Qualifying for Non-Immigrant Visas
Need an H-1B or Other Nonimmigrant Visa? Call (888) 223-8176!
United States Immigration and Nationality law allows many types of non-immigrant visas, or temporary visas, for entry into the U.S. An experienced immigration lawyer at the Patel Law Group can help you understand which visa you may qualify for and assist you with the application process. H-1B visas are a common type of work-related visa that we handle, but we also represent tourists, students, and other visitors to the United States who are in need of non-immigrant visas.
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Understanding the H-1B Visa Process
Most work-related visas require the employee to be sponsored by a qualifying U.S. employer. During the visa process, the employer petitions on behalf of the employee. The position that the employee will be filling must also meet strict requirements; in general, the immigrant employee must hold a bachelor's degree or be filling a position that generally requires the skill level and experience equal to a bachelor's degree. There must also be an H-1B visa number available at the time of the petition, unless there is no numerical limit involved
Other Types of Non-Immigrant Visas
While our firm focuses strongly on H-1B work-related nonimmigrant visas, we also represent clients in a number of other nonimmigrant visa petitions. Read below to learn how we may be able to help you immigrate to the U.S. as a non-citizen.
The H-2A and H-2B visas are for temporary works. Temporary agricultural workers who perform services unavailable in the US may apply for the H-2A, while unskilled temporary workers performing other services may apply for the H-2B. The H-3 visa, meanwhile, is available to trainees whose total stay is typically limited to two years. For immigrants in a specialty occupation, the H-1B visa allows up to three years initially and may be extended to a maximum of 6 years. Related to this visa is the unique E-3 visa, which is available only for citizens of Australia with the primary difference being spouses of E-3 visa holders are allowed to work in the U.S. with no restrictions.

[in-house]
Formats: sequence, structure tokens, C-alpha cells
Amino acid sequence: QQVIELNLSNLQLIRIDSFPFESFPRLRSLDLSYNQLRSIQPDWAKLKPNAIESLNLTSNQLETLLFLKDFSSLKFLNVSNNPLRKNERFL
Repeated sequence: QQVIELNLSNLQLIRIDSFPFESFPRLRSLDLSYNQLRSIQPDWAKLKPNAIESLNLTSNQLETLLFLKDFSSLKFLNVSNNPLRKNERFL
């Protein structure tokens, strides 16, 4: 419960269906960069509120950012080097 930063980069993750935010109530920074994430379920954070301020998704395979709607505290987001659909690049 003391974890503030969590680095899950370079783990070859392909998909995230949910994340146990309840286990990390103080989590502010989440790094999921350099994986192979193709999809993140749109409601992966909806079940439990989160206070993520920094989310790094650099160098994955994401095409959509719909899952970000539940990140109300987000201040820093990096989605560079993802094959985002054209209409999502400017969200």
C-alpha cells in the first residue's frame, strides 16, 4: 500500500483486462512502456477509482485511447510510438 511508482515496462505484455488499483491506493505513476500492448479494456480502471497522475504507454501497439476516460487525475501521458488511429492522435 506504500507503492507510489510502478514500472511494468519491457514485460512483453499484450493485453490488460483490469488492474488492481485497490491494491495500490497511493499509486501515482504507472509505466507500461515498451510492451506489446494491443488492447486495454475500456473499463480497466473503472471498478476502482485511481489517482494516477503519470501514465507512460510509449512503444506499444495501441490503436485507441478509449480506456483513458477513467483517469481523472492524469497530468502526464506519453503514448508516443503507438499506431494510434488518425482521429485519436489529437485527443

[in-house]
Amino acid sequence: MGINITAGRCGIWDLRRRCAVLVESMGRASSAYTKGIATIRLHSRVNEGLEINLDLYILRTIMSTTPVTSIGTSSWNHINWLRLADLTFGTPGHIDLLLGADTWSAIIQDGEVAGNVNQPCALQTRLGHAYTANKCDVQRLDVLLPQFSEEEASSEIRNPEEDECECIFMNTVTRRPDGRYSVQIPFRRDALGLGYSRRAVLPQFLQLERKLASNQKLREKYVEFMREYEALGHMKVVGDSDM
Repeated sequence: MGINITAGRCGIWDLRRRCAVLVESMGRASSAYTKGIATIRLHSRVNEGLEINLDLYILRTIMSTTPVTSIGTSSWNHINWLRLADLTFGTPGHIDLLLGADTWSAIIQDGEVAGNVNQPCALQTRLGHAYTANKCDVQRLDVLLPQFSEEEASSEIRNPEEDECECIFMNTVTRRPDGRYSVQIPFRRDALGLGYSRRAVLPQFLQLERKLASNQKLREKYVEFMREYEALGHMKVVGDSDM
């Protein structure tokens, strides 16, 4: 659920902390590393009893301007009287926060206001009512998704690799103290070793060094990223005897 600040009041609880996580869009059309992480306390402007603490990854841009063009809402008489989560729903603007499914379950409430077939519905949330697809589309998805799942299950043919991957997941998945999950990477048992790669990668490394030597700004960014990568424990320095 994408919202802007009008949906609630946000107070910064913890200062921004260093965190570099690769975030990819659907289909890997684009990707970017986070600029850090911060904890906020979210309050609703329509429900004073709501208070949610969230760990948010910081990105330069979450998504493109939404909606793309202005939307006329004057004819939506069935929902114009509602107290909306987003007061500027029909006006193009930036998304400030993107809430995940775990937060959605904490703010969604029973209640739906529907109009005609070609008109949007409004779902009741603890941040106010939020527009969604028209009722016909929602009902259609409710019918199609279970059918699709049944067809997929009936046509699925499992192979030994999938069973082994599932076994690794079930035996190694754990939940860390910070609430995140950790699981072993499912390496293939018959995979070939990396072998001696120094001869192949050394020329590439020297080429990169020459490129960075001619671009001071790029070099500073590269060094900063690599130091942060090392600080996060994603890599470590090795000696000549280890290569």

Media & Journalist Visas
Visitors who are coming to the U.S. to report on news or gathering information for the media may obtain an I-visa. These visitors include film crews, reporters, production companies, freelance journalists and more, but an I-visa cannot be used to film anything used mostly for commercial, entertainment or advertising.
An F-1 visa is designed for academic or language training program students and allows a stay for the "duration of status," while an F-2 visa allows children and a spouse of the F-1 visa holder to remain in the US for the same time period. An M-1 visa, on the other hand, is for students of vocational or special non-academic programs while an M-2 visa is for a spouse and children.
Cultural Exchange Program Visas
The Q-1 visa is designed for participants in an international cultural exchange program and allows up to a 15 month maximum stay in the US. To qualify, applicants must be at least 18 and be a part of an international cultural exchange program, possessing the training and education required to perform expected services and communicate native culture to people of the U.S.
Religious Worker Visas
R-1 visas are issued to temporary religious workers who wish to enter the U.S. temporarily to work in a religious capacity. To qualify, you must be employed by a non-profit U.S. religious organization or an organization affiliated with one, visit the U.S. to work in a religious function and be a member of the same denomination as the organization in which you plan to work for at least 2 years.
Application for S visa classification must be made by a law enforcement agency or court and may be granted to foreign nationals considered as criminal or terrorist informants, as well as accompanying family members.
Diversity Visa (DV) Program
The Diversity Immigrant Visa Program makes up to 55,000 DVs available every year and applicants are selected randomly among all entries of individuals who meet very strict requirements from countries with low immigration rates to the U.S.
NOTE: This is just a brief overview of the many different types of non-immigrant visas available.